I was a single mother, and desperate for any job that paid, a situation which could make almost anyone vulnerable to demonic temptation. A sister-feminist of my acquaintance told me about the position on the classification board that she had just vacated; she claimed that all the porn films she had been forced to watch had given her nightmares. I sympathized, and tried to ask as discreetly as possible what, exactly, had kept her awake at night: serial killers in masks chasing terrified women with chainsaws? The torture of political prisoners? My acquaintance was both vague and indignant: it was porn, and therefore an expression of contempt for women. Wouldn’t that be enough to give any woman nightmares?

I recklessly applied for the position on the board, and was accepted. I was told that I would need to watch films in a basement screening room with a few other board members for only a few days per month, and I would be paid a “per diem” to cover my “expenses.” This was not to be referred to as a salary, so I agreed not to call it that.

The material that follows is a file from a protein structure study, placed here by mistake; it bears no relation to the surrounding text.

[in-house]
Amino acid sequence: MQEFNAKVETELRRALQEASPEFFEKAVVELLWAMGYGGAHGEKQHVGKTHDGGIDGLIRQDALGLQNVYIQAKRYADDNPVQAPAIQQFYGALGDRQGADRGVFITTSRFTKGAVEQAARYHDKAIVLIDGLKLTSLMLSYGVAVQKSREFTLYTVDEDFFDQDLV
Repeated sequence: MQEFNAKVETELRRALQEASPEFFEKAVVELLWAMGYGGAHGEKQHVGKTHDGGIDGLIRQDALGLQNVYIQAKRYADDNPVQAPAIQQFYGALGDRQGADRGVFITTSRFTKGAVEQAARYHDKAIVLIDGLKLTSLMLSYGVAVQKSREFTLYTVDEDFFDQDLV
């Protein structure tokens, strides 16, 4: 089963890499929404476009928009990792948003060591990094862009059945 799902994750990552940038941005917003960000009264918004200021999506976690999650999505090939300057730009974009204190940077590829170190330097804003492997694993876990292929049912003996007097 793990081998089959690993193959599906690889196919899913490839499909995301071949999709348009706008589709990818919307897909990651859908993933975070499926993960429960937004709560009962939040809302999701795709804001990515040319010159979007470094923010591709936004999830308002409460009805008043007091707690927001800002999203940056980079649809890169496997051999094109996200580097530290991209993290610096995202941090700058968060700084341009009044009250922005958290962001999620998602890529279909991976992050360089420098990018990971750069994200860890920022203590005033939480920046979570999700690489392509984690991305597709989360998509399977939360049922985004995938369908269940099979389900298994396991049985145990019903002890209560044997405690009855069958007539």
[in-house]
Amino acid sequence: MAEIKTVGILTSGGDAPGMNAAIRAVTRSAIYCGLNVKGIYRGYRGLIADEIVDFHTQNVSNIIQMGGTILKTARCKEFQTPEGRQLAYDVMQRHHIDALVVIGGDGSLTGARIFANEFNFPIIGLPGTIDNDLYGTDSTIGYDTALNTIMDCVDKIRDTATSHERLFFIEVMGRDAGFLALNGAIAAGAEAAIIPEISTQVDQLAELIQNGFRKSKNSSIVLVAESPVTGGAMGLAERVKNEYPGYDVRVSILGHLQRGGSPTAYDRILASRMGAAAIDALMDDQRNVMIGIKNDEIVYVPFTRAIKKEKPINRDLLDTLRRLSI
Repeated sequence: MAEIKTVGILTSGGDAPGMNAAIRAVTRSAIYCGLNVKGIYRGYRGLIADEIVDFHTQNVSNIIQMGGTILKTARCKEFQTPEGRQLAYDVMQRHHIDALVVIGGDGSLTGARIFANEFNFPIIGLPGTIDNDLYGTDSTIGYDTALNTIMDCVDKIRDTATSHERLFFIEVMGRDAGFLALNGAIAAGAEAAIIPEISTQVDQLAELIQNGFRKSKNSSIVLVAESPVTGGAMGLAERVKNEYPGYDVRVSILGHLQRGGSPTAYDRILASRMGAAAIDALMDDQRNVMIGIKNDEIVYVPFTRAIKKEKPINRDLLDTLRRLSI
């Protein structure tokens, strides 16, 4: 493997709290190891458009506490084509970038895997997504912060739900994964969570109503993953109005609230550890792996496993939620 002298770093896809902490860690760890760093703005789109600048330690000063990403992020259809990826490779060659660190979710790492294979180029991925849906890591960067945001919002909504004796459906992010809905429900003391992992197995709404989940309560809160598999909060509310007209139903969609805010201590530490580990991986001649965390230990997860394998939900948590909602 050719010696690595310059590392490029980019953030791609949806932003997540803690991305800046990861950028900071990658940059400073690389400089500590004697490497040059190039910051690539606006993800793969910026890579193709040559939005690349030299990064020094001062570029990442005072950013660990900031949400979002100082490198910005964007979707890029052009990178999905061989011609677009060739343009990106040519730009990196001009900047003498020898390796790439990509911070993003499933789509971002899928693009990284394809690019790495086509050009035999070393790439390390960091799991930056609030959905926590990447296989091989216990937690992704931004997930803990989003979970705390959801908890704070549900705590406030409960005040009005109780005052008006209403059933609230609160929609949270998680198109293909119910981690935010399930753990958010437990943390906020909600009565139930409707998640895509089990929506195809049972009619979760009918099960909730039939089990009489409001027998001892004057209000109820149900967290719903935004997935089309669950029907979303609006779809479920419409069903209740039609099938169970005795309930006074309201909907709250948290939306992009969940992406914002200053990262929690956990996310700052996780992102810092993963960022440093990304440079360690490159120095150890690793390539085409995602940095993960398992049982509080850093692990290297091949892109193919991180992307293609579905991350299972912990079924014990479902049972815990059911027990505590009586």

I watched numerous short porn films that had been seized from places with names like “Joe’s Gas and Confectionary.” The worst aspect of the films, IMO, was the relative lack of originality or esthetic value in them. There was usually a soundtrack of elevator music, and a well-worn plot about a horny housewife and a pizza delivery boy, or a naughty co-ed and her manly professor. The actors usually recited their lines as though reading them off cue cards. There was no torture, and no overt use of force.

Several of the films I watched were (somewhat) witty parodies of mainstream films (e.g. Edward Penishands). They combined sex with humour, not the degradation of the innocent.

I soon learned that while all mainstream Hollywood movies had to be viewed and rated by us, the classification board, before they could be shown in movie theatres in the Canadian province I live in, the rating of porn videos was complaint-driven. This meant that if no one complained, Joe’s Gas could stock unrated porn films for sale or rental, and life went on. If someone complained to the police (in small towns here, this consists of the Royal Canadian Mounted Police), they would hand over the entire stock of porn films from Joe’s Gas to us, the film police, to rate or to declare illegal.